isocratic rp-hplc.. using n-propyl alcohol - principle for elution?? (Aug/18/2007 )
i m trying to understand the principle for an isocratic elution for reverse phase hplc.. using a phosphate-propyl alcohol buffer. could u tel me the basis of binding and elution in such cases.
reverse phase works by hydrophobic interactions with the sample. isocratic elution is performed in a medium which is near strong enough to release the sample from the matrix. as you pass the medium through the matrix the sample will bind loosely and will be knocked off the matrix and rebind and repeat. the more hydrophobic the sample, the stronger it will bind and the later it will elute.
i hope i made it clear.. its like i have got this method which is rp yet isocratic.. i dont understand how that can work.
the method is on a c4 rp column.. with an isocratic elution with phospate-IPA buffer. so wud the protein bind by rp principles? or not bind.. as the binding n elution conditions r same.. as it is isocratic? or does it depend on the size of the protien rather than its hydrophobiciyt here?? i m trying to understand whats happening in the method.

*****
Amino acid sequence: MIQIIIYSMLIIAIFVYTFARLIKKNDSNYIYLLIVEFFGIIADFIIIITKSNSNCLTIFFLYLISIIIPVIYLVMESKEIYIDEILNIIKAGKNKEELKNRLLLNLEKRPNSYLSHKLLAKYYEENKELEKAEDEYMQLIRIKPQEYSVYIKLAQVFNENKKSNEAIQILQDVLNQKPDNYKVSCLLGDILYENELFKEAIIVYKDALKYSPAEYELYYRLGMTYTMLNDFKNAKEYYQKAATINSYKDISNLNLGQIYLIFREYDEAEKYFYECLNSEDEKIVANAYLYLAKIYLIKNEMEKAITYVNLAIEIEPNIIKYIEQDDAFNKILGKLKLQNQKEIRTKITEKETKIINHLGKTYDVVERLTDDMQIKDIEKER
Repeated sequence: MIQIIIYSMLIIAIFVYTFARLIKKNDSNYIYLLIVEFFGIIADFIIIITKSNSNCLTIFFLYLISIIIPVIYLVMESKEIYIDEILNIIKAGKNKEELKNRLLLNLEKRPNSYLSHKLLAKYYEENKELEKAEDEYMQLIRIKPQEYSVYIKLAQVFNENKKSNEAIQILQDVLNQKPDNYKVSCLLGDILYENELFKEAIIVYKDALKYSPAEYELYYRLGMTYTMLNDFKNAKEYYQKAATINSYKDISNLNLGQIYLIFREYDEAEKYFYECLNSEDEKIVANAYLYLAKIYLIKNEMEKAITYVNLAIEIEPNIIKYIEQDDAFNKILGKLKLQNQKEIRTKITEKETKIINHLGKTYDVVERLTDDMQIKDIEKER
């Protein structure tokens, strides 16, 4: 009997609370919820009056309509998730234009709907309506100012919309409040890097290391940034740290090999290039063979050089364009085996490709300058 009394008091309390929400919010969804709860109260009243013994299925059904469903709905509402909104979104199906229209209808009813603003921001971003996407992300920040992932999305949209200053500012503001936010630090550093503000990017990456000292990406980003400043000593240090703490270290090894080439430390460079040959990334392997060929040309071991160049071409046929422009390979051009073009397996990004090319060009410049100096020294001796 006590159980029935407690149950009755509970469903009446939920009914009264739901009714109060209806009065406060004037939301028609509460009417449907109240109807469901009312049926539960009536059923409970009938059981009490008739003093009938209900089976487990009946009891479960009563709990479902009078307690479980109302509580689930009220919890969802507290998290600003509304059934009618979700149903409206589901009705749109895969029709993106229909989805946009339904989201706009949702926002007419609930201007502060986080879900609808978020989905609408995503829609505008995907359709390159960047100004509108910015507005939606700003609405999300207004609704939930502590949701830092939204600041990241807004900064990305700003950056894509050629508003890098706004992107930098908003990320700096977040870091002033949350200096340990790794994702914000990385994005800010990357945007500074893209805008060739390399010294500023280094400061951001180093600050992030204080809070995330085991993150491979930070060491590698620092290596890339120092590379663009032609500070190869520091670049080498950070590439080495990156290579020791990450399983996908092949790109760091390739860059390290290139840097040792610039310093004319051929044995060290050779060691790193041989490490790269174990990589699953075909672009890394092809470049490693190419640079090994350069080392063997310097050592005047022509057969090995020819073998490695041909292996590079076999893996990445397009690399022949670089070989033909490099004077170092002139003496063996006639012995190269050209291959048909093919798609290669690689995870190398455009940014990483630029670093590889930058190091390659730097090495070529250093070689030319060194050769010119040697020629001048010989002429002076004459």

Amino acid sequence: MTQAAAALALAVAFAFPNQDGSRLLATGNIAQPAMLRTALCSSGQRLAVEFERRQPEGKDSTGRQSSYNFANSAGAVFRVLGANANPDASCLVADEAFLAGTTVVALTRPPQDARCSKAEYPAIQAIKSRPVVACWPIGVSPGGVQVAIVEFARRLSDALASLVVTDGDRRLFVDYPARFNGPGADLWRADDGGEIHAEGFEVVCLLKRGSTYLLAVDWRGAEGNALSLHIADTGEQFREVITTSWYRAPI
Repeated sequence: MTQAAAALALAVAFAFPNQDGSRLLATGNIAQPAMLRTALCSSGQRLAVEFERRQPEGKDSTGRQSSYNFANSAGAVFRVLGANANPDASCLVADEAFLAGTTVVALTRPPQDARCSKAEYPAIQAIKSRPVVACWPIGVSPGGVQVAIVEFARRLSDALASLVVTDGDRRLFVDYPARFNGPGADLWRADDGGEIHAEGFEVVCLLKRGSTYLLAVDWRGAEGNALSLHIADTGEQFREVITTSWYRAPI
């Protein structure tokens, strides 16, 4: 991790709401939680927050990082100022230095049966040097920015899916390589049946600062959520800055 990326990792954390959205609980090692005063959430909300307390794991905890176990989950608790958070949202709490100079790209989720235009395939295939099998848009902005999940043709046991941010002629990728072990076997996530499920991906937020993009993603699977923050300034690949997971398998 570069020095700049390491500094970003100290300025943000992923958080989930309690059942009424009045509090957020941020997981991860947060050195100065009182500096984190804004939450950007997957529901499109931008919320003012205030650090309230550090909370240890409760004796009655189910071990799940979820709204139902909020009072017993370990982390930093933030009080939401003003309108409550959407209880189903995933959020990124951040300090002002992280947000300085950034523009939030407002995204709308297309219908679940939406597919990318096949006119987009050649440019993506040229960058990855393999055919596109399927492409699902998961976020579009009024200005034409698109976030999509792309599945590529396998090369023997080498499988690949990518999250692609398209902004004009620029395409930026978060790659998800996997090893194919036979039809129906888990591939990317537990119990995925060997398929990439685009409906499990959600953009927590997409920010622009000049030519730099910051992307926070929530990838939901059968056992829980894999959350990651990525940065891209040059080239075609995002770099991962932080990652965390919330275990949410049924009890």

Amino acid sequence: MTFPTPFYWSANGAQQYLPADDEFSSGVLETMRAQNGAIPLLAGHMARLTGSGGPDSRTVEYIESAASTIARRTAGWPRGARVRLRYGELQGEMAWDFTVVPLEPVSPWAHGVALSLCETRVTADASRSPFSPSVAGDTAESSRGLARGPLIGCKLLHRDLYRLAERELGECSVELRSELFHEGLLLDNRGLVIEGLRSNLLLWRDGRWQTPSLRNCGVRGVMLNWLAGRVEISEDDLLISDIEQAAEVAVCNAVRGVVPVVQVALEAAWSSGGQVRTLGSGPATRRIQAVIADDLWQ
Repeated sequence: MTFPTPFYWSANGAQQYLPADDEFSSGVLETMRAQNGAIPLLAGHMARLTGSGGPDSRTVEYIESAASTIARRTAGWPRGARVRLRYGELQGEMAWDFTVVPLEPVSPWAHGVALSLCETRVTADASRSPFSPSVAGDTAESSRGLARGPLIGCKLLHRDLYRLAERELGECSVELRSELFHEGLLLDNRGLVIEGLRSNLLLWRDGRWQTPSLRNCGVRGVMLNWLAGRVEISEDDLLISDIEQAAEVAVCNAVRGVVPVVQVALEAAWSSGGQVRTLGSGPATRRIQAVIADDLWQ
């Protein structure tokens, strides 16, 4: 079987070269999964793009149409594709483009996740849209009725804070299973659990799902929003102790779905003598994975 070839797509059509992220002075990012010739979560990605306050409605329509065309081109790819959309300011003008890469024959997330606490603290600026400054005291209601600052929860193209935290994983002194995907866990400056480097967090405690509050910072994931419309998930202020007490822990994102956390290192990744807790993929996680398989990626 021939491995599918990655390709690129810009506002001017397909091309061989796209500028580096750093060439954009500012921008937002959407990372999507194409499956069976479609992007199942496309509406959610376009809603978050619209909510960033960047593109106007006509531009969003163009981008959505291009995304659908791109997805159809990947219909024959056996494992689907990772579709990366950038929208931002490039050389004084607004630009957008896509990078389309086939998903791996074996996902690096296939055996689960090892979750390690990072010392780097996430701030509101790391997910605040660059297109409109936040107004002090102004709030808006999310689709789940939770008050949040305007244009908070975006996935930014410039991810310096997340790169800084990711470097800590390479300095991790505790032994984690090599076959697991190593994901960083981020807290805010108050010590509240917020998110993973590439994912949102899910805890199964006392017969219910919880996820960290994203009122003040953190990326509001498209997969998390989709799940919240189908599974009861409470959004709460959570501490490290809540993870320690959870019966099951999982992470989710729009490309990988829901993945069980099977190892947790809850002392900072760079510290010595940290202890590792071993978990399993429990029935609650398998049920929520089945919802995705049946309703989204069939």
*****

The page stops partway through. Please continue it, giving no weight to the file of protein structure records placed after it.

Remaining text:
the reason i feel that such a method is there.. cos my protien has low recovery on only rp-acetonitrile gradient methods. cud that b a reason??
lemme know quickkk.. i have losst my sleep over it now!! and there isnt much literature available too on this.
isocratic reversed phase is a binding method. the binding is weak and can be released by the force of the flow of the medium. in fact, you can change selectivity by changing flow rate.
there are some books and pamphlets available from various sources.